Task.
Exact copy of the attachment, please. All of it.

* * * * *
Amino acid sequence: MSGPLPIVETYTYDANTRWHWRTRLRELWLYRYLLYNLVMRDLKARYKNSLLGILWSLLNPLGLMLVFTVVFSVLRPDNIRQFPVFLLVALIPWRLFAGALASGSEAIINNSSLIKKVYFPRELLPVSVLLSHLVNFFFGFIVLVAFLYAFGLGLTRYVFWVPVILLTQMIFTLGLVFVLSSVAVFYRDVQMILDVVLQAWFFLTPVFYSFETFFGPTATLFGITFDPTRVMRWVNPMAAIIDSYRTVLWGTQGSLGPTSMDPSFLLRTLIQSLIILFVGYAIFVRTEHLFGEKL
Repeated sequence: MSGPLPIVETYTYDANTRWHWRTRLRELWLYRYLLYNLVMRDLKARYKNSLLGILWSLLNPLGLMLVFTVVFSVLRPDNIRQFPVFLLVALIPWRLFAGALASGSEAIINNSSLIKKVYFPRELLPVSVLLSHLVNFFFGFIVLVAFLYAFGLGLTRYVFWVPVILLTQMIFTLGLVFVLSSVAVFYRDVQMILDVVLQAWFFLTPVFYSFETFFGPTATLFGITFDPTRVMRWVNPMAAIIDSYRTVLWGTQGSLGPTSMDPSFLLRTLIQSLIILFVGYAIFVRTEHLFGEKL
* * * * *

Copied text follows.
Amino acid sequence: MSGPLPIVETYTYDANTRWHWRTRLRELWLYRYLLYNLVMRDLKARYKNSLLGILWSLLNPLGLMLVFTVVFSVLRPDNIRQFPVFLLVALIPWRLFAGALASGSEAIINNSSLIKKVYFPRELLPVSVLLSHLVNFFFGFIVLVAFLYAFGLGLTRYVFWVPVILLTQMIFTLGLVFVLSSVAVFYRDVQMILDVVLQAWFFLTPVFYSFETFFGPTATLFGITFDPTRVMRWVNPMAAIIDSYRTVLWGTQGSLGPTSMDPSFLLRTLIQSLIILFVGYAIFVRTEHLFGEKL
Repeated sequence: MSGPLPIVETYTYDANTRWHWRTRLRELWLYRYLLYNLVMRDLKARYKNSLLGILWSLLNPLGLMLVFTVVFSVLRPDNIRQFPVFLLVALIPWRLFAGALASGSEAIINNSSLIKKVYFPRELLPVSVLLSHLVNFFFGFIVLVAFLYAFGLGLTRYVFWVPVILLTQMIFTLGLVFVLSSVAVFYRDVQMILDVVLQAWFFLTPVFYSFETFFGPTATLFGITFDPTRVMRWVNPMAAIIDSYRTVLWGTQGSLGPTSMDPSFLLRTLIQSLIILFVGYAIFVRTEHLFGEKL